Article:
The 124 series introduced in 1984 is the first vehicle 'family' from Mercedes-Benz that bore the name E-Class, beginning in 1993. Uncompromising light weight design and optimised aerodynamics ensured lower fuel consumption. A closed-loop catalytic converter that effectively cut pollutant emissions was available for all petrol models from 1985, five years later for the diesel models as well. The innovative multi-link independent rear suspension made highest levels of comfort and safety possible. The model range was made even more varied with the body variants saloon, estate, coupé, cabriolet and long-wheelbase saloon. In addition, in the saloon and estate models of the intermediate range Mercedes-Benz introduced 4MATIC four-wheel drive and the first four-valve-per-cylinder diesel engines. On display was an E 500 built in 1994.

Series W 210, 1995 to 2002:

The new intermediate series from Mercedes-Benz viewed the world through four "eyes" in 1995 and immediately won the "red dot design award". For the first time the E-Class afforded a choice between three design and equipment lines: CLASSIC, ELEGANCE and AVANTGARDE. Numerous technical highlights from the Electronic Traction System 4ETS to the belt force limiter were part of the standard equipment. The new E-Class entered the market in 1995 with models E 200, E 230, E 280, E 320 and E 420 as well as E 220 Diesel, E 290 Turbodiesel and E 300 Diesel. In subsequent years further models were added to the series, including the innovative E 220 CDI (1998) with common-rail direct injection and the E 200 Kompressor (2000). As of the northern autumn of 1999 all models of the E-Class were equipped with the Electronic Stability Programme ESP®. On display was an E 200 model built in 2000.

Series W 211, 2002 to 2009:

A new generation of the E-Class was introduced in 2002. Its technical innovations ranged from adaptive front airbags through two-stage belt force limiters to the active light function with bi-xenon headlamps and a sensor-controlled automatic climate control. In 2004 Mercedes-Benz presented the E 200 NGT, the most powerful production saloon with an eco-friendly natural gas drive. In 2005 three production E 320 CDI models set a long-distance speed record on a circuit in Laredo, Texas, USA, covering 100,000 miles (around 160,000 kilometres) at an average speed of 224.823 km/h – one of the record-setting cars was on display at Techno Classica. In 2006 the E 320 BlueTEC was the first car in which Mercedes-Benz marketed the world's cleanest diesel technology. In 2007 the E 350 CGI with an ultra-modern petrol direct-injection engine made its appearance. The renowned US market research institute J. D. Power and Associates presented the "J. D. Power Award" in gold to the E-Class in 2008 for being the highest-quality car in its market segment.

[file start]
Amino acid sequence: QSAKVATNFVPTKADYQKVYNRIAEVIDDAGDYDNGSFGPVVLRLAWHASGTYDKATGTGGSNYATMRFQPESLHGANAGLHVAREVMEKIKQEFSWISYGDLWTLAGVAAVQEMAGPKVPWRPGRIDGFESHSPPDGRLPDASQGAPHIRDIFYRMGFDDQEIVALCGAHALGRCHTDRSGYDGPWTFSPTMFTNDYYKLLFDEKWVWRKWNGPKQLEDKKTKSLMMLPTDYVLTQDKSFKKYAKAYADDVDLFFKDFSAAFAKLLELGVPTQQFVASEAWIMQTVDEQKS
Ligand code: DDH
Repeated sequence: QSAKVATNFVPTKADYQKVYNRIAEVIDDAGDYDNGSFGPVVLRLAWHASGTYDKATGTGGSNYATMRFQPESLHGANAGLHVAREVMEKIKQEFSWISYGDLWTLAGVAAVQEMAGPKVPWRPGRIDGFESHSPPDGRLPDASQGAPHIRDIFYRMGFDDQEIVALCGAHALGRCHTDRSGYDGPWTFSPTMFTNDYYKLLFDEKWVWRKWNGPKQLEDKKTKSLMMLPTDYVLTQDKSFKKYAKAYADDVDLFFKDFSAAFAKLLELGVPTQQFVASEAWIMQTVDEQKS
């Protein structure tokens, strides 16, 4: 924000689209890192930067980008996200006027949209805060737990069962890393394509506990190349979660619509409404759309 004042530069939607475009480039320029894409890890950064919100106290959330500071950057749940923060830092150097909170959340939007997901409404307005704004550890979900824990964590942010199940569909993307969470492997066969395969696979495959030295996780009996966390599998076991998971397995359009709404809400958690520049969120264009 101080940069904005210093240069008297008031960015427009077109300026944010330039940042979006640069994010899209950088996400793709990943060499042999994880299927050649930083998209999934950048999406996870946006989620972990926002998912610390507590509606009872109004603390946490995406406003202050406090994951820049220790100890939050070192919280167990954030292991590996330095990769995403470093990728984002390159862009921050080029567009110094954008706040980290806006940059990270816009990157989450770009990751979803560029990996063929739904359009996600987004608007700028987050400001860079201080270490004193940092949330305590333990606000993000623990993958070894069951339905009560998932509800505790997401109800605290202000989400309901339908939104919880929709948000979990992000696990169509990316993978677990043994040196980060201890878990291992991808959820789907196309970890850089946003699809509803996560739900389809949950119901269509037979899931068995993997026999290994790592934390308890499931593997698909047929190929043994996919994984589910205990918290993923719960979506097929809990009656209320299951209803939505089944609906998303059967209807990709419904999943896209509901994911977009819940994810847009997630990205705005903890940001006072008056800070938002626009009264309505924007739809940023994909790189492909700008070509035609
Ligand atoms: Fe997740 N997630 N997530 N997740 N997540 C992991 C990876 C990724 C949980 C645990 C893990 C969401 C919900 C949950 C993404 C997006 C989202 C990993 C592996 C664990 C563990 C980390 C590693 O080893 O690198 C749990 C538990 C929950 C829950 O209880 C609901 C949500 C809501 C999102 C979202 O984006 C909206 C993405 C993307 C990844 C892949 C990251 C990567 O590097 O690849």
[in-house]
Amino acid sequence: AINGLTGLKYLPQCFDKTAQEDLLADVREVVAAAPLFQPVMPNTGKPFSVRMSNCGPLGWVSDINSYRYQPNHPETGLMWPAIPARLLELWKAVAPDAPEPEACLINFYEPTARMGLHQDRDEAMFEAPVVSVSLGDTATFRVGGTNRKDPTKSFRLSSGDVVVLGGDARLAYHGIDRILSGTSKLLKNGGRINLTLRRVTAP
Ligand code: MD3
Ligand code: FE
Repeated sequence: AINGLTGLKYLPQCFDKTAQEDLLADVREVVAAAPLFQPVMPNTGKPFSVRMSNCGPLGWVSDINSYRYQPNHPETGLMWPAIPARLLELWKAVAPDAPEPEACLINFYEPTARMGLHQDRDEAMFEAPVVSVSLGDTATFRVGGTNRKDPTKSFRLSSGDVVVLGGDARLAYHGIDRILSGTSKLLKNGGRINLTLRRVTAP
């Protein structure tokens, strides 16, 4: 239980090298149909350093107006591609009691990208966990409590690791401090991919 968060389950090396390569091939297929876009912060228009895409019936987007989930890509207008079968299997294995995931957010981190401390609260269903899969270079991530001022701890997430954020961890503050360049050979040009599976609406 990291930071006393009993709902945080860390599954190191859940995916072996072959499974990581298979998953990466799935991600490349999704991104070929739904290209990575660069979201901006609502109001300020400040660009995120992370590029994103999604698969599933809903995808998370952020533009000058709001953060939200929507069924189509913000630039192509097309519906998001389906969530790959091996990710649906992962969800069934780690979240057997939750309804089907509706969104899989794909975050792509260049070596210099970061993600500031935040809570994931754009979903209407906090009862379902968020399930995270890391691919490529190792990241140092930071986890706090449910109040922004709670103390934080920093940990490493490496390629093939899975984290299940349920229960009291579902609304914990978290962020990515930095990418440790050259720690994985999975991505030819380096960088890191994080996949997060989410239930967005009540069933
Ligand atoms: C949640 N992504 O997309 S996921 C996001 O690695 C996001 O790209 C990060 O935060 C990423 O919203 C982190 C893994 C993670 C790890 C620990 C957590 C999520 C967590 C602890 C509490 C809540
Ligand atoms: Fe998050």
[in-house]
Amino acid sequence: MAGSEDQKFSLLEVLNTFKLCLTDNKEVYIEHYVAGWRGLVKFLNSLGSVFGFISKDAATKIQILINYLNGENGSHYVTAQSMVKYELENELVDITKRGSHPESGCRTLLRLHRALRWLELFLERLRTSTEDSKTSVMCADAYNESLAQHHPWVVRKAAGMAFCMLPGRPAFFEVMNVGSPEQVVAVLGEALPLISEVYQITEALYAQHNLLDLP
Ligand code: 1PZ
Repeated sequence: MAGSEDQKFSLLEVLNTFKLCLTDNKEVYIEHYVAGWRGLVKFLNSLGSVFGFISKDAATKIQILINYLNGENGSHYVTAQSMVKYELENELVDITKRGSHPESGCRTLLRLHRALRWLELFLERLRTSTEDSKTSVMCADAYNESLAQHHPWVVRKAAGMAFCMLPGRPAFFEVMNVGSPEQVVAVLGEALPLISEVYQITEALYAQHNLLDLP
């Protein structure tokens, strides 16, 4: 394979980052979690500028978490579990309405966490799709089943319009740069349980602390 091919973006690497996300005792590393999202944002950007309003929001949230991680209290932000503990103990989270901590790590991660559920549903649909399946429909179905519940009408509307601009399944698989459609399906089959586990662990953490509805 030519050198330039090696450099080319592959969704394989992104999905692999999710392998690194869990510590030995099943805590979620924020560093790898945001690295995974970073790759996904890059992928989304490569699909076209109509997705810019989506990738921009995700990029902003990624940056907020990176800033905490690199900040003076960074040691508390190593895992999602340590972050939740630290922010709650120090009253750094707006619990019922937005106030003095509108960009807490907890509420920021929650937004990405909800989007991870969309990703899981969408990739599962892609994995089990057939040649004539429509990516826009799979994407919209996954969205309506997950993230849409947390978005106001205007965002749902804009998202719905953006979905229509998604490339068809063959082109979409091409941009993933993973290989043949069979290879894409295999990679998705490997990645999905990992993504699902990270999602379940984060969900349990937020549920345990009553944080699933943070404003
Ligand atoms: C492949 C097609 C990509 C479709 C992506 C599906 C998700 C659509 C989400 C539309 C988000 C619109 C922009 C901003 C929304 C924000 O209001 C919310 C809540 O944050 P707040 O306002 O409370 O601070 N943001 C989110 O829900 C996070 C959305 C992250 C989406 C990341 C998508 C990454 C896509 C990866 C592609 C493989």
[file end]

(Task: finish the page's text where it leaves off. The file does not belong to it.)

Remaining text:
Series W 212, as of 2009:

The new Mercedes-Benz E-Class is the trend setter for safety, comfort and environmental compatibility in this market segment. The saloon further extends the brand's leading position in the luxury class with an unrivalled combination of driving assistance systems. They include, for example, ATTENTION ASSIST for drowsiness detection, the Adaptive Highbeam Assist, and automatic emergency braking, activated when the acute risk of an accident arises. The long-distance cruising comfort so characteristic of the E-Class is enhanced by Mercedes-Benz in the new saloon, for example, through intelligent body engineering with an increase in rigidity of up to 30 per cent, with further improved seats and a newly developed suspension whose shock absorbers automatically adapt to the situation at hand. Just as outstanding as the safety and comfort are the environmental compatibility and economy: the four- and six-cylinder engines are direct injection units which use as much as 23 per cent less fuel than before. The new CDI four-cylinders make do with just 5.3 litres per 100 kilometres (combined) in the European driving cycle. This translates to 139 grammes of carbon dioxide per kilometre. On display was an E 250 CDI BlueEFFICIENCY model from the newly introduced range.

1934 Mercedes-Benz W25 formula racing car (copyright image)

1934 Mercedes-Benz W25 formula racing car

75 years of the Mercedes-Benz Silver Arrows